Newcombe continues with other nonsense about debt and George Washington, you can read that for yourselves. The next piece I want to focus on is the following idea he puts forth, citing an unnamed pundit for the quote:
“The difference between a conservative and a liberal is simple:
The conservative believes that you are best qualified to take care of you and your family.
The liberal believes that the government is best qualified to take care of you and your family.”
I have to be honest here, this is the best news that I have heard in a while. If Conservatives believe, as we can assume Newcombe does, that we are best qualified to care for ourselves and our family, I should be able to assume the following: a) The same sex marriage issue is over. It would appear that he would agree that we are most qualified to decide who we marry—not the government. B) The abortion debate is over. Clearly, as he points out, individuals and families are most qualified to determine the best course of action for themselves and their families. This is great news. I [insert sarcasm here] fully look forward to working with Fundamentalist Christians on this issues.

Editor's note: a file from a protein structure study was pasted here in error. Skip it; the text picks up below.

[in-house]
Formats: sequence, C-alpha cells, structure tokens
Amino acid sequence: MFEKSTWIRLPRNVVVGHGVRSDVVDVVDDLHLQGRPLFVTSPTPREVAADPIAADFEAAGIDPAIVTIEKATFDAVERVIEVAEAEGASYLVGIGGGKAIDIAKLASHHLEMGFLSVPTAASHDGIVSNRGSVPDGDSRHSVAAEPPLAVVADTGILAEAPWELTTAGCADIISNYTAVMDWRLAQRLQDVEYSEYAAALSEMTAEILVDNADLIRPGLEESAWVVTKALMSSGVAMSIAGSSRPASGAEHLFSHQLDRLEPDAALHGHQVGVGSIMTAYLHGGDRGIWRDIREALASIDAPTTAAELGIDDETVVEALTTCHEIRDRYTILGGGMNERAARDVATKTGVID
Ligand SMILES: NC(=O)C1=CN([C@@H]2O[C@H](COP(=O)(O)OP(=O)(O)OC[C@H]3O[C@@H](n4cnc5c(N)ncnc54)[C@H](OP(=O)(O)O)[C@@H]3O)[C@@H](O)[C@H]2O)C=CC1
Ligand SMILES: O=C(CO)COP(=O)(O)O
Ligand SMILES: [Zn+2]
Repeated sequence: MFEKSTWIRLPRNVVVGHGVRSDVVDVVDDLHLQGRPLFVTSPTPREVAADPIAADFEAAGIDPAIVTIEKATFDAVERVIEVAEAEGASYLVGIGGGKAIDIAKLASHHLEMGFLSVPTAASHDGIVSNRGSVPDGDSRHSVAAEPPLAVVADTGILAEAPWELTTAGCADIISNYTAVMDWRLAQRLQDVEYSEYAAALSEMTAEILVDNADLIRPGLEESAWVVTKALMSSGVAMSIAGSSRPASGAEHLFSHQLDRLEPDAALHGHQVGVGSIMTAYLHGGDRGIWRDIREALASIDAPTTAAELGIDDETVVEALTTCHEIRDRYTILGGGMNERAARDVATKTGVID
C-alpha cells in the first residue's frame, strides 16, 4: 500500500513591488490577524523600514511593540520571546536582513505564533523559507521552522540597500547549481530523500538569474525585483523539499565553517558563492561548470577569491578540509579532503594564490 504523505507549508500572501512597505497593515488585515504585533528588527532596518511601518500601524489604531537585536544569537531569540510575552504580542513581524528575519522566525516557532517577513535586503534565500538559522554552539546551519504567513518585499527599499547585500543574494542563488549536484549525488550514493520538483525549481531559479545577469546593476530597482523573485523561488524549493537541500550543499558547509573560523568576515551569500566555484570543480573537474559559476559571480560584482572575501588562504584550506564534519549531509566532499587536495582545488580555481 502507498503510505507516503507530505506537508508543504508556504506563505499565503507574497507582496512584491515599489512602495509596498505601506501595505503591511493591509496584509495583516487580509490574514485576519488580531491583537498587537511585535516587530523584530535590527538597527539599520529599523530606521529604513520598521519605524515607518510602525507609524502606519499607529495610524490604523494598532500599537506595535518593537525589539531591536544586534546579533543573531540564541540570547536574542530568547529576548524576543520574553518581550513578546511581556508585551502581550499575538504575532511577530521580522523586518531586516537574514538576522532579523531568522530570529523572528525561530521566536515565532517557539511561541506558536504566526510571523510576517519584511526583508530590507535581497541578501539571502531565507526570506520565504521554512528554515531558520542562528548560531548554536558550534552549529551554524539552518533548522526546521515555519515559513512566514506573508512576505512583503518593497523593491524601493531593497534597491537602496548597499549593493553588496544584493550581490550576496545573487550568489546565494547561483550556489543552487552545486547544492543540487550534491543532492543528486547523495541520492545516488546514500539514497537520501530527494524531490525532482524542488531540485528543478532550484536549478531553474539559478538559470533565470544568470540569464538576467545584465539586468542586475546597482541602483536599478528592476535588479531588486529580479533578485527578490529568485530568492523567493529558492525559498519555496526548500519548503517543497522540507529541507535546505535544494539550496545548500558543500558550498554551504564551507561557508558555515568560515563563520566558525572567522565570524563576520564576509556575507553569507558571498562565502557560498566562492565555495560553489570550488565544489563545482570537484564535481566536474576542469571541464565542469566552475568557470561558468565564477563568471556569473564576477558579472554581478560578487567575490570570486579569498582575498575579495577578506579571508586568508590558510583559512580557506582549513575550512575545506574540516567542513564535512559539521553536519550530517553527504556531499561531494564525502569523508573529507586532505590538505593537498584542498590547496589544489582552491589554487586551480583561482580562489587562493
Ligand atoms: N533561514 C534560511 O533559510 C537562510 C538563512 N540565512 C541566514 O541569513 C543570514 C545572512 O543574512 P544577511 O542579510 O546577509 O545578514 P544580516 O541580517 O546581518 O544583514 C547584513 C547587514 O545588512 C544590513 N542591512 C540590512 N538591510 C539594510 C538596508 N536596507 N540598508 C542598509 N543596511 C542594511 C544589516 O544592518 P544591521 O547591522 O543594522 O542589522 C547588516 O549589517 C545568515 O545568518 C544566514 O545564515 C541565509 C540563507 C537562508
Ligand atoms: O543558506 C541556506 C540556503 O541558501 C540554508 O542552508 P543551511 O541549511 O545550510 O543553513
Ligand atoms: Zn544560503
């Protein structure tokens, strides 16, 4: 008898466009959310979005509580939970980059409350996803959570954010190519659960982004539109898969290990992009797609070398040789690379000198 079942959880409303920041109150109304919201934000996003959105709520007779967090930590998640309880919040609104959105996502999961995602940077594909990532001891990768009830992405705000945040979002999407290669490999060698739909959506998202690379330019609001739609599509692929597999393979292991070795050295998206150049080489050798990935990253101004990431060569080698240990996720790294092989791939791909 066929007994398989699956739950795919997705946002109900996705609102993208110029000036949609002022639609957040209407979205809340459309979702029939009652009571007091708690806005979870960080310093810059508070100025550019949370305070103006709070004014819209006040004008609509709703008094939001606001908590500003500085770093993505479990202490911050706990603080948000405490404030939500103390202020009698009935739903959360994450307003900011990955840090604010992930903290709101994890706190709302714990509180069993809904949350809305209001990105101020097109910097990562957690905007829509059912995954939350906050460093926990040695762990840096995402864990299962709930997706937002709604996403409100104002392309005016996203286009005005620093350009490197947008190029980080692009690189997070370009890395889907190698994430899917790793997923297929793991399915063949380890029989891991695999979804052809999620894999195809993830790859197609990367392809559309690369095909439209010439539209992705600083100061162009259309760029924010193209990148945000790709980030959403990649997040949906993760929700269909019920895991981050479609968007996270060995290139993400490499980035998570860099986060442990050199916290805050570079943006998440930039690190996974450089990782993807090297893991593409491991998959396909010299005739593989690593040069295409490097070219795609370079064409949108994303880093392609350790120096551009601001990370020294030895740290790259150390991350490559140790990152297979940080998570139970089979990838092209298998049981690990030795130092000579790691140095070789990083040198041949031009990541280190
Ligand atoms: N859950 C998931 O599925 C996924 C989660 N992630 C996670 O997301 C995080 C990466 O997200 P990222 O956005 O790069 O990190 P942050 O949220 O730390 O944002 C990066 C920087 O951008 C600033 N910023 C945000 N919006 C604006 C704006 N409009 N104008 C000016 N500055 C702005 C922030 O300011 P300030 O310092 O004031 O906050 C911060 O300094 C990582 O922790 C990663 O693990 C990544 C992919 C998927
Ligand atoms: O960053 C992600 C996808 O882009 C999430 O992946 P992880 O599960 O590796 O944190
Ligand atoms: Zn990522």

Newcombe goes on to talk about education. He quotes the bile-inducing Anne Coulter as pointing out that what we really need is bible school. That in fact, public education as we know it should end, as it only leads to, “six hours a day being brainwashed into the liberal religion.”—hang on, I just threw up a little on my shirt, Coulter has that effect on me. Do these people really think that is what happens in schools? This concept is completely divorced from reality and is an insult to all of our hard-working public school teachers—particularly the conservative ones.